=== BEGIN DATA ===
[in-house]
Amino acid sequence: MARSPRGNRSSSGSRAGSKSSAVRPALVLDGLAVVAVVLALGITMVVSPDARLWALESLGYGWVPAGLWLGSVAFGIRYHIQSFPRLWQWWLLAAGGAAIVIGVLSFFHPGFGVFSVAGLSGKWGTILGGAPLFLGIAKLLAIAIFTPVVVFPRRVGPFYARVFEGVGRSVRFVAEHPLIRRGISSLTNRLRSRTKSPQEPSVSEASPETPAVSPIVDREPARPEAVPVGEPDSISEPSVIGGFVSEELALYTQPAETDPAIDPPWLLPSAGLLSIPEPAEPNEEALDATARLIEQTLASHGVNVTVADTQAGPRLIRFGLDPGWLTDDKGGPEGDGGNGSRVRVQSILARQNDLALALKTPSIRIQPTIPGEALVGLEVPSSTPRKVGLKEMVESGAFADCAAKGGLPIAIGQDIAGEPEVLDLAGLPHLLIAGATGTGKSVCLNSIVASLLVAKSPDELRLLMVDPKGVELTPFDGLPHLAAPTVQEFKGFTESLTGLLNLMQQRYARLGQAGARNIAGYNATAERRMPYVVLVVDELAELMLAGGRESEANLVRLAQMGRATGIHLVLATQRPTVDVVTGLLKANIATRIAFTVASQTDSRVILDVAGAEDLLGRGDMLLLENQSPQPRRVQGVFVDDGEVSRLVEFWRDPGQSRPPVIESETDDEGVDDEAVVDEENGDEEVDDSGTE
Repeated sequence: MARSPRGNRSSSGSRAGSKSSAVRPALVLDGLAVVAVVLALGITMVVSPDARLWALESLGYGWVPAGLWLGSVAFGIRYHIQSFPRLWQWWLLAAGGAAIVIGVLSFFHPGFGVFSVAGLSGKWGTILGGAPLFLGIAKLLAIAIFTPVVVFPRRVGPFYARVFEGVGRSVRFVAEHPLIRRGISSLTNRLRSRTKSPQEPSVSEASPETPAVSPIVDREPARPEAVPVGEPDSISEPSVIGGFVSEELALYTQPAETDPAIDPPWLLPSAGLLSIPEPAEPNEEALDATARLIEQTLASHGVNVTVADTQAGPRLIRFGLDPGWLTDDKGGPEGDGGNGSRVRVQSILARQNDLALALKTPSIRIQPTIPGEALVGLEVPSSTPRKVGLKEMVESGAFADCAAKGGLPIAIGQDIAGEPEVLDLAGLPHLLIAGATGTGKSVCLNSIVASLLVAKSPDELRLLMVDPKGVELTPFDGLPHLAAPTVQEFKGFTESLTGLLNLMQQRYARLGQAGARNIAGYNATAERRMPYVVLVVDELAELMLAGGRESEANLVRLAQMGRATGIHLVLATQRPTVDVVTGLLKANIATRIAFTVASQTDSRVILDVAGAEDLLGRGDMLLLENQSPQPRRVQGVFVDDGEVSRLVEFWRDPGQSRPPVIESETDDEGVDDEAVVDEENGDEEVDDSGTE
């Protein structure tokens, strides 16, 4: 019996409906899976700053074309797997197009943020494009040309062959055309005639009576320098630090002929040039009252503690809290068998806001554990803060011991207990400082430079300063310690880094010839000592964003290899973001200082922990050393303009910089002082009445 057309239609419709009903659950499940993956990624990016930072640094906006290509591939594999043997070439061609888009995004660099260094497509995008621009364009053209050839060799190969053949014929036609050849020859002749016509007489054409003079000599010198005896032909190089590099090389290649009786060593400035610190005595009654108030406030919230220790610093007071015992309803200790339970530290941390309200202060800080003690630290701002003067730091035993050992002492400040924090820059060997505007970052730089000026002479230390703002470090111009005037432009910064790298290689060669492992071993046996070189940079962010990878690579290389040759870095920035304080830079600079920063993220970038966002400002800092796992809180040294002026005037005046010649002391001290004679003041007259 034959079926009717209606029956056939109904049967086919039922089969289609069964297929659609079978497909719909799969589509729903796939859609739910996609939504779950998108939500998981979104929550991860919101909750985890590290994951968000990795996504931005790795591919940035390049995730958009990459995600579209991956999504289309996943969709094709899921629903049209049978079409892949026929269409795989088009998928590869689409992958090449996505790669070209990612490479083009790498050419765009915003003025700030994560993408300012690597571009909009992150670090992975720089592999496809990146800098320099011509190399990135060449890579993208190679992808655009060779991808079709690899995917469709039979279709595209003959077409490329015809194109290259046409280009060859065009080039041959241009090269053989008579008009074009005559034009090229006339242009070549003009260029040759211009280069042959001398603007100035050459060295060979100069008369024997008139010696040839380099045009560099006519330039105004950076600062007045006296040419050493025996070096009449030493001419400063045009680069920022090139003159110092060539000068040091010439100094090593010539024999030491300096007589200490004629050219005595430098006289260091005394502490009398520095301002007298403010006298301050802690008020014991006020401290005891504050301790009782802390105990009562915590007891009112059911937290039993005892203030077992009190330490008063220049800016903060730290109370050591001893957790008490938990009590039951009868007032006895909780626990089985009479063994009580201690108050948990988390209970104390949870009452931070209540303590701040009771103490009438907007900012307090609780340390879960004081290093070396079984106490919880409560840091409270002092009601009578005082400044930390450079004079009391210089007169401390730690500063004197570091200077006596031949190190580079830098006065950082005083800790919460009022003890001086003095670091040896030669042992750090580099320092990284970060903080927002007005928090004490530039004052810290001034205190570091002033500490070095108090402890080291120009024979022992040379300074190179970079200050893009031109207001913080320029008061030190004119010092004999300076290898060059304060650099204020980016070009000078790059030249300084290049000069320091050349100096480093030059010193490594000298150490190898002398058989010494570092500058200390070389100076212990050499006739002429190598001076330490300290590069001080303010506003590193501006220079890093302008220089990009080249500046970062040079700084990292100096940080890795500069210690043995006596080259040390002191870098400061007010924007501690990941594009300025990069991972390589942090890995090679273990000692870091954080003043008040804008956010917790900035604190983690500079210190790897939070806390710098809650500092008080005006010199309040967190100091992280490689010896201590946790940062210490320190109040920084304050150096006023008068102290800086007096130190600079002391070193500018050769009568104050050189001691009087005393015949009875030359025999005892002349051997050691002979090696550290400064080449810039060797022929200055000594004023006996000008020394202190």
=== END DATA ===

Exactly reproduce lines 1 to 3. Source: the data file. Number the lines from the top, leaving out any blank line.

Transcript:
[in-house]
Amino acid sequence: MARSPRGNRSSSGSRAGSKSSAVRPALVLDGLAVVAVVLALGITMVVSPDARLWALESLGYGWVPAGLWLGSVAFGIRYHIQSFPRLWQWWLLAAGGAAIVIGVLSFFHPGFGVFSVAGLSGKWGTILGGAPLFLGIAKLLAIAIFTPVVVFPRRVGPFYARVFEGVGRSVRFVAEHPLIRRGISSLTNRLRSRTKSPQEPSVSEASPETPAVSPIVDREPARPEAVPVGEPDSISEPSVIGGFVSEELALYTQPAETDPAIDPPWLLPSAGLLSIPEPAEPNEEALDATARLIEQTLASHGVNVTVADTQAGPRLIRFGLDPGWLTDDKGGPEGDGGNGSRVRVQSILARQNDLALALKTPSIRIQPTIPGEALVGLEVPSSTPRKVGLKEMVESGAFADCAAKGGLPIAIGQDIAGEPEVLDLAGLPHLLIAGATGTGKSVCLNSIVASLLVAKSPDELRLLMVDPKGVELTPFDGLPHLAAPTVQEFKGFTESLTGLLNLMQQRYARLGQAGARNIAGYNATAERRMPYVVLVVDELAELMLAGGRESEANLVRLAQMGRATGIHLVLATQRPTVDVVTGLLKANIATRIAFTVASQTDSRVILDVAGAEDLLGRGDMLLLENQSPQPRRVQGVFVDDGEVSRLVEFWRDPGQSRPPVIESETDDEGVDDEAVVDEENGDEEVDDSGTE
Repeated sequence: MARSPRGNRSSSGSRAGSKSSAVRPALVLDGLAVVAVVLALGITMVVSPDARLWALESLGYGWVPAGLWLGSVAFGIRYHIQSFPRLWQWWLLAAGGAAIVIGVLSFFHPGFGVFSVAGLSGKWGTILGGAPLFLGIAKLLAIAIFTPVVVFPRRVGPFYARVFEGVGRSVRFVAEHPLIRRGISSLTNRLRSRTKSPQEPSVSEASPETPAVSPIVDREPARPEAVPVGEPDSISEPSVIGGFVSEELALYTQPAETDPAIDPPWLLPSAGLLSIPEPAEPNEEALDATARLIEQTLASHGVNVTVADTQAGPRLIRFGLDPGWLTDDKGGPEGDGGNGSRVRVQSILARQNDLALALKTPSIRIQPTIPGEALVGLEVPSSTPRKVGLKEMVESGAFADCAAKGGLPIAIGQDIAGEPEVLDLAGLPHLLIAGATGTGKSVCLNSIVASLLVAKSPDELRLLMVDPKGVELTPFDGLPHLAAPTVQEFKGFTESLTGLLNLMQQRYARLGQAGARNIAGYNATAERRMPYVVLVVDELAELMLAGGRESEANLVRLAQMGRATGIHLVLATQRPTVDVVTGLLKANIATRIAFTVASQTDSRVILDVAGAEDLLGRGDMLLLENQSPQPRRVQGVFVDDGEVSRLVEFWRDPGQSRPPVIESETDDEGVDDEAVVDEENGDEEVDDSGTE